02/05/19-RECORD YEAR FOR ALBATROSS POPULATION AT KAʻENA POINTPosted on Feb 5, 2019 in Forestry & Wildlife, Natural Area Reserves, slider, State Parks
|DAVID Y. IGE
SUZANNE D. CASE
For Immediate News Release: February 5, 2019
RECORD YEAR FOR ALBATROSS POPULATION AT KAʻENA POINT
Active Management & Predator-Proof Fence Credited for 2018 Success
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(Honolulu) – Albatross numbers at Kaʻena Point Natural Area Reserve continue to climb to record highs after being protected in 2011 by a predator-proof fence. In the 2018 season, 106 albatross pairs attempted to breed, and the number of wedge-tailed shearwater chicks have more than tripled in the last seven years.
Kaʻena Point NAR lies on the westernmost tip of Oʻahu, and is one of the few intact, native dune and coastal strand ecosystems in the main Hawaiian Islands. Before the fence was built, seabirds and native plant species were preyed upon by dogs, cats, mongoose, rats, and mice. Many of the seabirds that inhabit Kaʻena are ground-nesting, which makes them easy targets for predators. Cats also pose a threat to resting monk seals because they spread toxoplasmosis, a disease that can be lethal to marine mammals, as well as humans. The predator-proof fence encloses 59 acres.
Its success in helping increase seabird populations is largely due to the design of the fine mesh, modeled after technology used in coastal and forested areas of New Zealand. This type of fence was proven to be highly effective in keeping out small to large pests. The Ka‘ena Point installation is the first landscape-level fence of its kind to be utilized in the U.S. It includes a curved “hood” on top to prevent cats from jumping over it. Over time the hood has rusted due to sea spray and high winds and DLNR is now seeking funding to repair it.
The fence is one part of an ongoing effort to restore the point’s unique coastal ecosystem. In the 1990s, after decades of impacts from vehicles, predators and invasive plants, there were no nesting seabirds and very little native vegetation. DLNRʻs management interventions included restricting vehicle access, removing invasive weeds and predators, and planting native vegetation, resulting in enormous recovery. The fence has proven to be an effective and long-term solution to keep mammalian predators out, and serves as a model for other ecosystem protection projects worldwide.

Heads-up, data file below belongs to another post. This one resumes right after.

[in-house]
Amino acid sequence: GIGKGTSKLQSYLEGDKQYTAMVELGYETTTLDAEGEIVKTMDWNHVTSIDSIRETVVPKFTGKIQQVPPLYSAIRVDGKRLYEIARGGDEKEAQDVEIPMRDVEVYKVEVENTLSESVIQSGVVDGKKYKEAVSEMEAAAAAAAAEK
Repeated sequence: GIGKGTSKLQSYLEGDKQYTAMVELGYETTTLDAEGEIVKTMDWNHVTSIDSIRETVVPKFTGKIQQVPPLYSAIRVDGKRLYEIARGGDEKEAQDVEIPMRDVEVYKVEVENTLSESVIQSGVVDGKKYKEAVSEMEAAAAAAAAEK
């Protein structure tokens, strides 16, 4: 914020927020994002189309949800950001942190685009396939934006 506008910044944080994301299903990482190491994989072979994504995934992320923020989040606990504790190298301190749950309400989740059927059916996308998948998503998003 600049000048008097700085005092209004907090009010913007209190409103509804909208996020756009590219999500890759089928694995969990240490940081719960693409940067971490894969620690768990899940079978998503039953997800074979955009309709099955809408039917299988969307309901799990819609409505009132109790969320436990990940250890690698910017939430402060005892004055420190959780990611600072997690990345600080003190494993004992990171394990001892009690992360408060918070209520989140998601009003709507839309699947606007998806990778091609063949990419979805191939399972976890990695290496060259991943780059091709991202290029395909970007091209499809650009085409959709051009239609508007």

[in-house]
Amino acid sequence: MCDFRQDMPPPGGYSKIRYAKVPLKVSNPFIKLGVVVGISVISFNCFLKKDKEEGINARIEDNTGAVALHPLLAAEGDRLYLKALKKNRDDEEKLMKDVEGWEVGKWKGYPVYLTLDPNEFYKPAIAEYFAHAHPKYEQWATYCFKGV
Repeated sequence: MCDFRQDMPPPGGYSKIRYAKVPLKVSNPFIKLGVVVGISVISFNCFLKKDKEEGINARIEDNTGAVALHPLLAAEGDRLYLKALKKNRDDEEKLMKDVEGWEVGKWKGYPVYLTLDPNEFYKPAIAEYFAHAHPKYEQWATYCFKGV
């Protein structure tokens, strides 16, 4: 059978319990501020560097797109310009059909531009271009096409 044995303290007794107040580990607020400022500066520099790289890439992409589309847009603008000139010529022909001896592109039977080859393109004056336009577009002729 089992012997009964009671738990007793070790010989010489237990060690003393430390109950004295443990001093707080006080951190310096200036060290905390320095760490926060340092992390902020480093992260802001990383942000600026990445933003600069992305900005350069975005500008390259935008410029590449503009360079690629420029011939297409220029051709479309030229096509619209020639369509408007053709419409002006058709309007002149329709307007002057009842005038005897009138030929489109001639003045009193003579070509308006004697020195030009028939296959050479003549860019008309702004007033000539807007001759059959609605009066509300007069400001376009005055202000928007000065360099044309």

Continued upkeep and maintenance of the Kaʻena predator-proof fence is supported by the U.S. Fish and Wildlife Service, Pacific Rim Conservation, DLNR’s Division of State Parks and the National Oceanic and Atmospheric Administration. Additional support for the fence and predator removal was provided by the David and Lucille Packard Foundation and Hawaiʻi Tourism.
Albatross began laying their eggs at the start of December and visitors who come in winter can watch the chicks developing into fully-fledged birds. The reserve is open to hiking and wildlife viewing, however it is illegal to bring in dogs, even on a leash, as they frighten nesting birds and have caused mass deaths of seabirds in the past. Visitors should stay on marked trails, properly dispose of trash, and observe wildlife respectfully, from a distance. In addition, everyone can help protect Hawaii’s native seabirds through responsible pet ownership: keep cats indoors, spayed and neutered, and never release cats into the wild.
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Senior Communications Manager